Every once in a while I like to splurge on the pleasure of reading More Magazine. It's along the same lines as my frivolous desire for maxi dresses. Not gonna lie, I own five of these dresses, but each one passes Marie Kondo's test of sparking joy. I've stopped looking at new maxi dresses because most of them spark joy in me. I want all the maxi dresses. I notice them everywhere. I compliment strangers on their maxi dresses. I think there is something beautiful yet carefree about them. They are feminine and comfortable. They can be worn with flip flops or sandals. The one piece and unicolor lengthens a body, and they can be worn at any age. It's one piece, people, no figuring out what goes with what. How simple is that?
But anyway, I digress.
The magazine. This month there is an article called "The Joy of Wanting Less," written by Susan Gregory Thomas (and now I want to read her memoir, In Spite of Everything, which I have ordered from my library). I never tire of reading or writing or thinking about simplifying. And if my maxi dress fetish is any indication, I could still learn a thing or two about letting go and having less. Here are some highlights from the article:
*Only 3 percent of the world's children live in the U.S., yet American families purchase 40 percent of the world's toys. We are toy pigs. I don't think all these toys are making our kids happier. If we used the sparks joy test I mentioned above, we'd probably own a small fraction of the toys we do. Sure, a few toys will spark joy in kids. But we know what really sparks their joy: playtime. Love. Attention. Joy. Joy sparks joy. Happy parents spark joy. Buried in toys does not spark joy. It sparks overwhelm, for kids and parents alike.
*Experience makes us happier than things do. Quiet time, family time, peace, reading a book, taking a class, traveling, hobbies, pursuing a dream, etc. How we spend our time has a much greater effect on our happiness than what we own does. This is probably not news to anyone, but it's a nice reminder.
*Across the U.S., more and more women are downsizing. They are shedding possessions, moving into smaller homes or apartments -- yes, even women with families. Why the focus on women? Well, for one thing the article came from a women's magazine. But in addition, apparently women feel more stressed and burdened by clutter than men do. There are theories on why, and I could name a few, but in the end, decluttering benefits both men and women. It seems that women, though, are the ones taking initiative to act on their desire for less.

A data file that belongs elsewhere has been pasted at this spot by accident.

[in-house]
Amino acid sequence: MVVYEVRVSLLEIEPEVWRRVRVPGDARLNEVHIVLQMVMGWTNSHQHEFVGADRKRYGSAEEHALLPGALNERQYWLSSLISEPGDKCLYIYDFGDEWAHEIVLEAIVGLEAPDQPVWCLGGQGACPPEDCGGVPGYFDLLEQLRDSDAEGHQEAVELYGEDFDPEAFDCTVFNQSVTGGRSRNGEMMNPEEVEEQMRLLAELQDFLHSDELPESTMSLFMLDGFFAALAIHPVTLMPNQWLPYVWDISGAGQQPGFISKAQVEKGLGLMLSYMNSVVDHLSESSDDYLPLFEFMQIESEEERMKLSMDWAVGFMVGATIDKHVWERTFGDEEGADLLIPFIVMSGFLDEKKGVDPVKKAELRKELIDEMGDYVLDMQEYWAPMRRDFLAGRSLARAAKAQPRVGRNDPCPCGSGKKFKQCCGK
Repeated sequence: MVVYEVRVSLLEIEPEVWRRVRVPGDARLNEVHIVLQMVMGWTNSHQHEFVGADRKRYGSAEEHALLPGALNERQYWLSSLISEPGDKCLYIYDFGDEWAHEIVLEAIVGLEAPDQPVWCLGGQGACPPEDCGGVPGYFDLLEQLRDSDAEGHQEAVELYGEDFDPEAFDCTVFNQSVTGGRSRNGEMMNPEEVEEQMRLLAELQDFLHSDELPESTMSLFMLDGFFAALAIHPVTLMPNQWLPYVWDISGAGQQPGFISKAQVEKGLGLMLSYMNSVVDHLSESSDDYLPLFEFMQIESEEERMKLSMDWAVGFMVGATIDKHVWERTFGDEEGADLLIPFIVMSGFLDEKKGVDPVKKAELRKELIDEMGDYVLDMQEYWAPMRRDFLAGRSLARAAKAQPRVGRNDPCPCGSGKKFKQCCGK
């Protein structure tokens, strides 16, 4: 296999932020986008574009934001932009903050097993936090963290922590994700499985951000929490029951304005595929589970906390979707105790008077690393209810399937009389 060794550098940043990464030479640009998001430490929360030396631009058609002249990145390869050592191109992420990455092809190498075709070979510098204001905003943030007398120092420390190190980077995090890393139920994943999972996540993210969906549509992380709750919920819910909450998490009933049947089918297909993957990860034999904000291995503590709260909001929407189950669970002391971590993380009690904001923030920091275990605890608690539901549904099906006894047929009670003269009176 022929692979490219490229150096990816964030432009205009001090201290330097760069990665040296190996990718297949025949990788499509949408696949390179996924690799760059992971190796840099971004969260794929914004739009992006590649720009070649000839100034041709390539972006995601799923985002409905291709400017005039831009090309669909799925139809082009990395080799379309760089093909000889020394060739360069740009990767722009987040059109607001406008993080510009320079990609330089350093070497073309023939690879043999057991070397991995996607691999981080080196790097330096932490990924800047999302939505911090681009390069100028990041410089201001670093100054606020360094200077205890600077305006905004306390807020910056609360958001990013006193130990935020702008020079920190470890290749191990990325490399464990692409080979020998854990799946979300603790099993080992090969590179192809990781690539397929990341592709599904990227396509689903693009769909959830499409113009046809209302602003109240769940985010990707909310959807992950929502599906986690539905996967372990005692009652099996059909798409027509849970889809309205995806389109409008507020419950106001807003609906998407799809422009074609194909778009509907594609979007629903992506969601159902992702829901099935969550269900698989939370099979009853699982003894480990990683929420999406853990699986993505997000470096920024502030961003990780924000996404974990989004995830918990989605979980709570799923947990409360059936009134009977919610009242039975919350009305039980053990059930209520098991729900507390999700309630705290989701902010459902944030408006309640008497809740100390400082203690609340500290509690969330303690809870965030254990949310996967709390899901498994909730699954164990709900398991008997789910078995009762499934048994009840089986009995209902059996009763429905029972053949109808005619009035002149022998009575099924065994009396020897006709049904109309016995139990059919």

Nothing sparks the desire to simplify more than the feeling of overwhelm or of not having enough time. Who doesn't wish for more time, nearly every day? Everything we do replaces something else that we cannot do at the same time. We have the ability to tune in and figure out what feels like an intrusion, or a leech, on our life's energy. Do we want to clean two showers instead of one? Do we want to own things that require maintenance if they don't bring us joy? Do we want to hang on to outdated friendships or be indiscriminate with new ones? Do we really want 20 invitations per year to baptisms and graduation parties? I don't. Do the social engagements on our calendar spark joy?
These are all questions that we get to ask ourselves if we want to. And women are asking them, more than ever.
Speaking of less, I love Ernest Hemingway's quote: Don't confuse movement with action (similar to don't confuse activity with progress). We can run around exerting energy our whole lives, but what are moving towards? What are we gaining? What are the results? Our time and energy are such valuable resources (money is too, but that's a whole different blog post). They always run out. What are we spending them on?
Alas I am reminded myself, I have more than enough stuff. I surely have more than enough maxi dresses. I will always want more time. I want to be a time hoarder, to gather it up and to remember to breathe in the moments and just be where I am. But there is always the releasing, letting go of the moment, the minutes, the hours, and knowing we are left with just a little bit less.